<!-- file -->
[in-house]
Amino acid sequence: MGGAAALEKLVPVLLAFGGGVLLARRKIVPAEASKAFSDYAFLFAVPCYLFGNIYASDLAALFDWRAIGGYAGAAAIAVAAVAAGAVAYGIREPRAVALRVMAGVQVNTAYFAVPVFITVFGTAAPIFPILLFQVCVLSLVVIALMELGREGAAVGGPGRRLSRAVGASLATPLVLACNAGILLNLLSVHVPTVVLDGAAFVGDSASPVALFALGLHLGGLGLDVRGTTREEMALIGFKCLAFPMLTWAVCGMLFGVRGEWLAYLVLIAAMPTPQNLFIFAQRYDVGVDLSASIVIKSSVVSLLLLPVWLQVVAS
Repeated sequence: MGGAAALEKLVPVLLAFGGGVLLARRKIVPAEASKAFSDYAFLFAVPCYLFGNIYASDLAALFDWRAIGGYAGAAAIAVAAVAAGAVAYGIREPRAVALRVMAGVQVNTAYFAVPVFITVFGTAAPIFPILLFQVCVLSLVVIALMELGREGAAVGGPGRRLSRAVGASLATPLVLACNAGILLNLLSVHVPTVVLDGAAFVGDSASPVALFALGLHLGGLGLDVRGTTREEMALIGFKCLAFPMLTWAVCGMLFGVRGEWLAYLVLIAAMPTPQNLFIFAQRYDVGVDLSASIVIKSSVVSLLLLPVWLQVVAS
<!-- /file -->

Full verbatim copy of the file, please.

[in-house]
Amino acid sequence: MGGAAALEKLVPVLLAFGGGVLLARRKIVPAEASKAFSDYAFLFAVPCYLFGNIYASDLAALFDWRAIGGYAGAAAIAVAAVAAGAVAYGIREPRAVALRVMAGVQVNTAYFAVPVFITVFGTAAPIFPILLFQVCVLSLVVIALMELGREGAAVGGPGRRLSRAVGASLATPLVLACNAGILLNLLSVHVPTVVLDGAAFVGDSASPVALFALGLHLGGLGLDVRGTTREEMALIGFKCLAFPMLTWAVCGMLFGVRGEWLAYLVLIAAMPTPQNLFIFAQRYDVGVDLSASIVIKSSVVSLLLLPVWLQVVAS
Repeated sequence: MGGAAALEKLVPVLLAFGGGVLLARRKIVPAEASKAFSDYAFLFAVPCYLFGNIYASDLAALFDWRAIGGYAGAAAIAVAAVAAGAVAYGIREPRAVALRVMAGVQVNTAYFAVPVFITVFGTAAPIFPILLFQVCVLSLVVIALMELGREGAAVGGPGRRLSRAVGASLATPLVLACNAGILLNLLSVHVPTVVLDGAAFVGDSASPVALFALGLHLGGLGLDVRGTTREEMALIGFKCLAFPMLTWAVCGMLFGVRGEWLAYLVLIAAMPTPQNLFIFAQRYDVGVDLSASIVIKSSVVSLLLLPVWLQVVAS